Now that summer is upon us it is important to inspect our landscapes for possible insect and disease infestation. It is typical at this time of year to see many insect and disease issues affecting our trees and shrubs because it is hot and insects are in flight, however this appears to be a particularly bad year in Texas. What we are seeing this year is a heavy infestation of aphids, spider mites, leaf spot and scale affecting Crape Myrtles and Indian Hawthorns. 

Crape Myrtles:



What is a Crape Myrtle?

Crape Myrtles’ are a type of tree that can be found in the southern US. They usually grow up to 15 feet tall and they bloom for almost 120 days. The only type of Crape Myrtle that grows taller is the Red Crape Myrtle that can reach a height of 30 feet. The tree needs full sun light and lots of water. When fully bloomed the foliage of the tree is a bronze green, and the flowers can be found in a mix of pink, red, and white. They can bloom in mid summer, late fall, and mid fall. 

Crape Myrtles, Aphids:

Many Crape Myrtles are heavily infested with aphids and leaf spot this year. Aphids are a soft bodied, sucking insect that feed on the foliage of the plant. When they feed on trees and shrubs they cause leaf curling and they leave behind a natural sap that attracts other insect invaders. The sap left behind by aphids, also covers the leaf tissue and prevents it from being able to absorb nutrients.

Signs of Aphid Activity (Aphids, Eggs, Curling Leaves, Browning Leaves)


Seeing eggs on your leaves can be a direct indicator that you have aphids. This is one of a few sure signs that your plant is infested with aphids.


Curling of the leaves and browning of the edges are also common signs you have aphids. If you look at the picture (above) the holes in the leaf itself are from aphids feeding on the juices of the foliage. When the infestation is bad enough the plant will lose foliage, become disease prone and ultimately the plant could even die.

Crape Myrtles, Scale:

Another issue that is affecting Crape Myrtles this year in Texas, is scale. Scale is another insect that on first appearance, looks almost like a small white tic tac on the bark of the tree. Typically the bark that they are residing on will be black due the sap released by the scale. Scale feeds on the tree by sucking the plants juices. The sap that is produced is a waste product that invites more insects. If left untreated, scale will affect the tree by reducing the blooms and the sap that is left behing covers the leaf and restricts the amount of sunlight the plant receives. This prevents photosynthesis and this process can eventually kill the plant.



Indian Hawthorn:


What is an Indian Hawthorn?

Indian Hawthorn is a medium sized shrub perfect for the southern states. It is very simple to care for and keep neat. The shrub looks great all year round, with it’s main focal point being in the spring when large groups of flowers appear pink and white. This shrub can grow 1 ft to 15 ft and should be planted 10 ft – 15 ft apart from any other Indian Hawthorn plants. It’s foliage is dark green.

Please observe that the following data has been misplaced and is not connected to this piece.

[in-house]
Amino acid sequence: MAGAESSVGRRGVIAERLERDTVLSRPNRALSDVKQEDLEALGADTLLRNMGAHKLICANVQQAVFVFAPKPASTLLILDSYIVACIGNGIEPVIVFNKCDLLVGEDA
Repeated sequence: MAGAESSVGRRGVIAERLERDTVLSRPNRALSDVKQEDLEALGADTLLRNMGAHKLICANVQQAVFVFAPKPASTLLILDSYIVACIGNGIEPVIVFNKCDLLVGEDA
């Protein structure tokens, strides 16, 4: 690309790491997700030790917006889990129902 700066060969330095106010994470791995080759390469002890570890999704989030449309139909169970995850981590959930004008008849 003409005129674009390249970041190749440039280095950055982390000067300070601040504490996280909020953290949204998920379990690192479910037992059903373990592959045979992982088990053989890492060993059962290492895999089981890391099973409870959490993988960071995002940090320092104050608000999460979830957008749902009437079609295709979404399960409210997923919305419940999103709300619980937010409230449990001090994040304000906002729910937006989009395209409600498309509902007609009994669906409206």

Indian Hawthorn, Spider Mites:

This year in Texas we are seeing elevated infestations of spider mites in Indian Hawthorn shrubs. Spider mites feed on the plant juices and their damage can be very severe as they feed on the foliage of the plant and not the bark. Spider mites are a chewing insect so their damage is identifiable when the plants foliage is noticeably chewed away. The open wounds caused by spider mites invites infections caused by disease and fungus. In addition to these problems, spider mites also set up small dense webs on the entire leaf. This is visually unappealing and it also restricts sunlight needed to activate photosynthesis which activates wilting, curl, and premature leaf fall.

Spider Mites:


Spider mites as seen in the field


Indian Hawthorn, Leaf Spot:

The number one issue affecting Indian Hawthorn (and Red Tips) is Leaf Spot. Leaf spot is a fungal disease that looks like small black circles usually surrounded by red or yellow outer shades. It almost looks like there are cigarrette burns on the leaves of the plant. Leaf spot is usually by wind blown spores that land on the plant. If left untreated leaf spot will weaken the plant which in turn will cause wilting, leaf curl and premature leaf fall. Without leaves, the plant cannot feed itself which can result in the death of the plant.




Tree and Shrub Insects and Disease Programs:

All of the issues noted above are issues that can be prevented with proper tree and shrub care.  A good treatment plan for trees and shrubs consists of early spring fertilization, insect and disease applications in the late spring, summer, and late summer, followed by deep root fertilization in the fall and dormant oil in the winter.

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Common Pest for Ornamental tree’s 


(Tree and Shrub Care)